“No, no, it’s more than six hours old, nothing I can do here… It might be fine, it looks clean and dry. We just would have done things differently, that’s all.”

He hands back Tadpole’s carnet de santé and returns to typing something at his keyboard as I lift my daughter down from the examining table, biting my own lip.

“Oh well, I suppose it was worth checking,” I say to Mr Frog as we gather up our bags and jackets and make for the door.

The doctor looks up from his screen. “Yes, he says, “but what a pity she didn’t fall over in France.”

April 23, 2007


Filed under: Tadpole rearing — petiteanglaise @ 1:48 pm

“Aw, look at the two of them holding hands,” my friend exclaims, as Tadpole and my friend’s younger daughter – both dressed in gauzy pink fairy costumes – walk ahead of us with her dog, their feet crunching on the gravel. Her elder daughter catches them up, and the three advance together as one, picking up speed. The sun is shining, although it has no real force yet. I feel more relaxed than I have in weeks.

“This weekend’s done me so much good.” I quicken my step as the girls round a bend in the track and move just out of our line of vision. “It’s so nice to get away, and lovely to be in the countryside…”

“Well you can come whene…”

She is cut off mid-sentence by a chorus of wails. We sprint forward, expecting to have to mediate for the twentieth time that day between three squabbling fairies, or, at worst, to tend to a grazed knee. But when I see Tadpole’s face, I am horrified.

The blood gushes. I don’t know, at first, where it is coming from. She has the mouth of a vampire in a gore movie. Blood pours down her chin, soaking her pink dress, turning it a vivid crimson red. The metallic taste makes her gag and spit. Blood drips onto the gravel, soaks into my t-shirt, and huge droplets spatter my jeans and trainers as I hoist Tadpole into my arms and stagger back to my friend’s house, mercifully close.

Parking Tadpole on the kitchen counter by the sink, I hold a cup to her lips and she rinses her mouth. Her teeth all appear to be intact, although there is a nasty cut inside her cheek. But the worst thing, the thing I can barely look at without gagging, is the split in her upper lip, on the right hand side. A deep slice exposing dark, purple flesh, like raw steak.

We arrive at the small injuries unit in a nearby town twenty minutes later and I lead Tadpole, still dressed in her blood-spattered fairy outfit, into the reception area. “The St Albans fairy chainsaw massacre,” says my friend wryly, leading her two little fairies inside. I manage a weak smile, but my hands are shaking and I feel nauseous and light-headed. While my friend does everything in her power to prevent Tadpole from catching sight of her face in the huge mirror next to the children’s toys, I speak to the lady at reception. It is all I can do to form a sentence, and I find myself unable to spell out my daughter’s name – my brain isn’t functioning well enough – so I scrawl it illegibly on a piece of paper. I explain we were supposed to be flying back to Paris in three hours time. That, plus the fact that Tadpole’s appearance is going to give everyone in the waiting area nightmares for weeks to come, bumps us straight to the top of the list.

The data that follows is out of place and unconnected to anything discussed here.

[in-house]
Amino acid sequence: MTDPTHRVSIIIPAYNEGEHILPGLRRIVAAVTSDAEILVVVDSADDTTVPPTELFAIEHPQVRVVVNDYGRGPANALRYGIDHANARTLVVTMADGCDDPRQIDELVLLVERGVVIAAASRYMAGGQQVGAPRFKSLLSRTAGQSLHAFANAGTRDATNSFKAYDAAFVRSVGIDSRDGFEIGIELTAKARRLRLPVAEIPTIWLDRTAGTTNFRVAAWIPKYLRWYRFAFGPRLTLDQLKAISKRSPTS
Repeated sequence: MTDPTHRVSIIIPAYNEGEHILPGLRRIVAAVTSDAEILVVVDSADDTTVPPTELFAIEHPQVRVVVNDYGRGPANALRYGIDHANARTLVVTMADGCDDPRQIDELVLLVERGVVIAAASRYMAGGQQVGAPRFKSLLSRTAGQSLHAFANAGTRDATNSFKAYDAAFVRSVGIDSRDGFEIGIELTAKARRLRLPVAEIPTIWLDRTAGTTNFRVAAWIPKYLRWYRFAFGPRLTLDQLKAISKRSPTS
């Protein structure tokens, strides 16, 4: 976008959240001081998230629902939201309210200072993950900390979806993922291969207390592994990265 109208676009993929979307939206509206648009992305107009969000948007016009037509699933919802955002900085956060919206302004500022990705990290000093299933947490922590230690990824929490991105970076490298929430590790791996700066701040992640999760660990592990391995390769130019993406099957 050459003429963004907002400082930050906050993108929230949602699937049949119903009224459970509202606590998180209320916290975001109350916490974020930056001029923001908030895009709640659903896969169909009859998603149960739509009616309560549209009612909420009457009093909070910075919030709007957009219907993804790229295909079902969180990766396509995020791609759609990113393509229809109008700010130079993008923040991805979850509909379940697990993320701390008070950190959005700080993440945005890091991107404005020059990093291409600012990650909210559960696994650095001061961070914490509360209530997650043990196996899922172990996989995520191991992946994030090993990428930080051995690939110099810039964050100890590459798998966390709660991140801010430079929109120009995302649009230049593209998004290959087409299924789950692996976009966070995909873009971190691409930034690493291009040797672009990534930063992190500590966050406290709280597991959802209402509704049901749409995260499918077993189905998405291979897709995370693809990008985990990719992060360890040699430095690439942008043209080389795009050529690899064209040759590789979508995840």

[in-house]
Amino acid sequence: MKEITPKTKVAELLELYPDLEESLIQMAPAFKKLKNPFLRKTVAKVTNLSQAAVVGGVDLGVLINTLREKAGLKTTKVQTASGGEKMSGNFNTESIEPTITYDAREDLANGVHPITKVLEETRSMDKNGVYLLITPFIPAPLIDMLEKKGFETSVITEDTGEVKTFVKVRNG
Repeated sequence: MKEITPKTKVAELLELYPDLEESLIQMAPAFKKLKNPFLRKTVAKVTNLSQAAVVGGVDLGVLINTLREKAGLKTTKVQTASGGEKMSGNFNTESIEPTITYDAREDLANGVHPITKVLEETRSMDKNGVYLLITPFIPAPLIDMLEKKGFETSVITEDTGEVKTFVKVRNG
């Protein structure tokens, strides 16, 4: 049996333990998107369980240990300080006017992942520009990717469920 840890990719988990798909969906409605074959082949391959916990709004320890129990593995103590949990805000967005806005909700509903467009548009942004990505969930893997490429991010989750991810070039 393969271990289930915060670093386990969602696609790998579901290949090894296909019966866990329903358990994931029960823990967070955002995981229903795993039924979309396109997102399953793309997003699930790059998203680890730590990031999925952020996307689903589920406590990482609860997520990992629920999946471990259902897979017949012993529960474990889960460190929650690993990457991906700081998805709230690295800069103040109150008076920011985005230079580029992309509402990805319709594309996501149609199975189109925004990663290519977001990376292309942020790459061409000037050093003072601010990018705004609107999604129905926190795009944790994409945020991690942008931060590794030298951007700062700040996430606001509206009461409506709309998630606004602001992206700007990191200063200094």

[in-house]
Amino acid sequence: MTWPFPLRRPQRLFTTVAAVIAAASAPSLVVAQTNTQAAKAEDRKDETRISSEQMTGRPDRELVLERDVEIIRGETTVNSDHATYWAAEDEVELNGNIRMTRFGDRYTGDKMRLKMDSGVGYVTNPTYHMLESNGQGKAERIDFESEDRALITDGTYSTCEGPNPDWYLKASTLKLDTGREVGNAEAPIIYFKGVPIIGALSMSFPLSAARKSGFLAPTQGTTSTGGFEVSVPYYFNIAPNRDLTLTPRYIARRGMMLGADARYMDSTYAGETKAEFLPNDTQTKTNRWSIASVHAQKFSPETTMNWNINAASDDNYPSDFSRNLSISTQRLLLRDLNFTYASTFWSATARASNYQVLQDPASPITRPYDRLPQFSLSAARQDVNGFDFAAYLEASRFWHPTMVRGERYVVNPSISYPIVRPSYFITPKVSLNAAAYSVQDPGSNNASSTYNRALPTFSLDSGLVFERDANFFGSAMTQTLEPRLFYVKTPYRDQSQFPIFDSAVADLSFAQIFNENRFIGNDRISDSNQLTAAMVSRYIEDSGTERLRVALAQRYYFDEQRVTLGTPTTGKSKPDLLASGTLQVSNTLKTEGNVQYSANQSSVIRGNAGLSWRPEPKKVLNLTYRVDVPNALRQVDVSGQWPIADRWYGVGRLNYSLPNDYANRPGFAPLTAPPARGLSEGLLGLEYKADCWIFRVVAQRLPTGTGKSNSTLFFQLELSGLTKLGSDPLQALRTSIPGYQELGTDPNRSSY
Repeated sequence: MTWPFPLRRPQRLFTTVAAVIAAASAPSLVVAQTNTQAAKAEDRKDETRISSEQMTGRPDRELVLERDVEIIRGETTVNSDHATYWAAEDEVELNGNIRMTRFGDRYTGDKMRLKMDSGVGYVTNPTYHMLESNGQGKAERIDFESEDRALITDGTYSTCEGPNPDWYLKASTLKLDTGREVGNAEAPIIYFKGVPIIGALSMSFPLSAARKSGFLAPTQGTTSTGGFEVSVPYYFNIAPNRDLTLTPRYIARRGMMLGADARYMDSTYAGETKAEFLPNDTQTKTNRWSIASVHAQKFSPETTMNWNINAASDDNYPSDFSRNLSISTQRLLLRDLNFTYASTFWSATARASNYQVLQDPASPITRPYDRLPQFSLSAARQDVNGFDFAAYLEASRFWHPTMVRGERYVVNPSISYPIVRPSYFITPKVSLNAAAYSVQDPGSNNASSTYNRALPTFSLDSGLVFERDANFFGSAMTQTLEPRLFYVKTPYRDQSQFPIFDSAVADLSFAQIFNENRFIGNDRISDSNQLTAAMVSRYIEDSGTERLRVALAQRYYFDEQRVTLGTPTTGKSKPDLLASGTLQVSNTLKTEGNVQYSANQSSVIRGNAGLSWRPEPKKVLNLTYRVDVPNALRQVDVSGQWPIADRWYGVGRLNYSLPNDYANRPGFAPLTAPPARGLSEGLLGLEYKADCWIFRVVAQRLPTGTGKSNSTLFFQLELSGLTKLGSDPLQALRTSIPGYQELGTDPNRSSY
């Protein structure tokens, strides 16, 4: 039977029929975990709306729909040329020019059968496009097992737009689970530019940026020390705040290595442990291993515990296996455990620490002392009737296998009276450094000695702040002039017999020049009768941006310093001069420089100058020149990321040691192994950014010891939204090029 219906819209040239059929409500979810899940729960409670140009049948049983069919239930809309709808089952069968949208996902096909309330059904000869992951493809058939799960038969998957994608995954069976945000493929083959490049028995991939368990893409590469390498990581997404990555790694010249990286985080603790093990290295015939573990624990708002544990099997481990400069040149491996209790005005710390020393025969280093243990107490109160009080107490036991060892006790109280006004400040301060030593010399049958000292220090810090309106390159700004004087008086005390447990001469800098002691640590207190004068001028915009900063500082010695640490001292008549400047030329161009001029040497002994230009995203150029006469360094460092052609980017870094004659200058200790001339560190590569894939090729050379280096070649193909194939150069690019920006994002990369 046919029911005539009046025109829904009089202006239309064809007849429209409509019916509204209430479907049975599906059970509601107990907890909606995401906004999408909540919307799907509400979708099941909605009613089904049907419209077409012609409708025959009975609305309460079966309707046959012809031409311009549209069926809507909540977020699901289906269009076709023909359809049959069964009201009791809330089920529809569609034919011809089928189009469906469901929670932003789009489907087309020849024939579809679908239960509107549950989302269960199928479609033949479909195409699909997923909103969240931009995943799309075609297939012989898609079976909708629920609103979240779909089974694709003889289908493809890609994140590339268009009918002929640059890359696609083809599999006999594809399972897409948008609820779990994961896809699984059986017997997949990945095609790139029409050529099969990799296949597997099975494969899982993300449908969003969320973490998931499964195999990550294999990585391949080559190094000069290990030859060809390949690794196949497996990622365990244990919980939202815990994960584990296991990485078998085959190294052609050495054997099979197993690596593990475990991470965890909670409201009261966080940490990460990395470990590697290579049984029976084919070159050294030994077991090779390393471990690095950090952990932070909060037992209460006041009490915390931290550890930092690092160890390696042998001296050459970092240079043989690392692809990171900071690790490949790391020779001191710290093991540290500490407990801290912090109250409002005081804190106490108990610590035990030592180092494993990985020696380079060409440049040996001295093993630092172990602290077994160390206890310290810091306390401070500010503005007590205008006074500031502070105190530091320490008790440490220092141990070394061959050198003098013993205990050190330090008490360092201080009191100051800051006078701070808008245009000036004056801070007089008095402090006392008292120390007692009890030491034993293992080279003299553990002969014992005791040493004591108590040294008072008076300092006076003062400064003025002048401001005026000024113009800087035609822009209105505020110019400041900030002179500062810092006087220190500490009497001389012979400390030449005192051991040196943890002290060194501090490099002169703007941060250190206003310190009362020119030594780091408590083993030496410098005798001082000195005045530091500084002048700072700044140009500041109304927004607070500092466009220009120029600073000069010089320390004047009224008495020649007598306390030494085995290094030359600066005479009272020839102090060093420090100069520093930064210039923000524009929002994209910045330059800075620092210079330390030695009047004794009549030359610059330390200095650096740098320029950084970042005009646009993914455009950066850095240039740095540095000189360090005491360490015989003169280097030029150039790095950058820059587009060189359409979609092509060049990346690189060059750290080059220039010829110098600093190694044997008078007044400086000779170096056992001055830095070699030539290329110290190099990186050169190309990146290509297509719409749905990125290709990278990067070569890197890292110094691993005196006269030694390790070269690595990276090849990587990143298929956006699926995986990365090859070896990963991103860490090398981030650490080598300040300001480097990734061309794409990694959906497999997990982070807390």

“How did this happen to you?” says the nurse to Tadpole, shining a light in her eye. I’ve already given my explanation, and open my mouth to repeat my story before I realise with a sickening jolt that she is cross-examining my daughter on purpose, to eliminate the possibility that it was I who caused her injury.

We emerge, ten minutes later. Tadpole shows everyone the “I’ve been brave” sticker the nurse gave her, which she has slapped onto the front of her blood-spattered dress. Her lip wound has been gummed closed with surgical glue, and I pray it will hold. I glance at my watch: we have just enough time to nip back to my friend’s home, change out of our ruined clothes and grab our bags.

On the plane, Tadpole spies drops of blood on her shoe.

“I’m sorry mummy,” she says, stroking my forearm. “I did spit on our clothes and I did make a terrible mess. I didn’t mean to. It’s all my fault.”

“Oh gosh, it’s not your fault my love,” I say, mortified, “It was an accident. And I don’t care about any clothes! Mummy is only sad because you have a bobo she couldn’t fix. I try to keep you safe, and sometimes I don’t manage to. You were my brave little girl today…”

When the seatbelt signs go off, Tadpole raises the armrest and lets her head fall into my lap. A few minutes later she is asleep. I stroke her hair, my hands still shaking, and try not to worry about the fact that drowsiness is one of the concussion symptoms mentioned on the leaflet the nurse pressed into my hand as we left.

April 17, 2007


Filed under: good time girl — petiteanglaise @ 9:05 pm

Et si on se disait 20h00, au Bar Hemingway du Ritz” suggests my blind date.

I google the Hemingway Bar, note in passing that cocktails cost a cool twenty three euros, and read about “The Orchid Ploy”.

Sitting at a table in the Ritz Bar one day with his friend Ernest Hemingway, Scott Fitzgerald spotted a ravishing young woman, unfortunately (in his view) not alone. He had a bouquet of orchids sent to her table, but she sent it straight back.

Before her stunned gaze, Scott Fitzgerald promptly began devouring the blooms, one by one… until she gave in and agreed to meet him.

And there was me thinking that being wooed online by a person who claimed to have fallen in love with petite anglaise before he met me was impossibly romantic. In future I shan’t take a suitor seriously unless he can polish off an entire floral arrangement in one sitting: petals, leaves, stems, cellophane and all.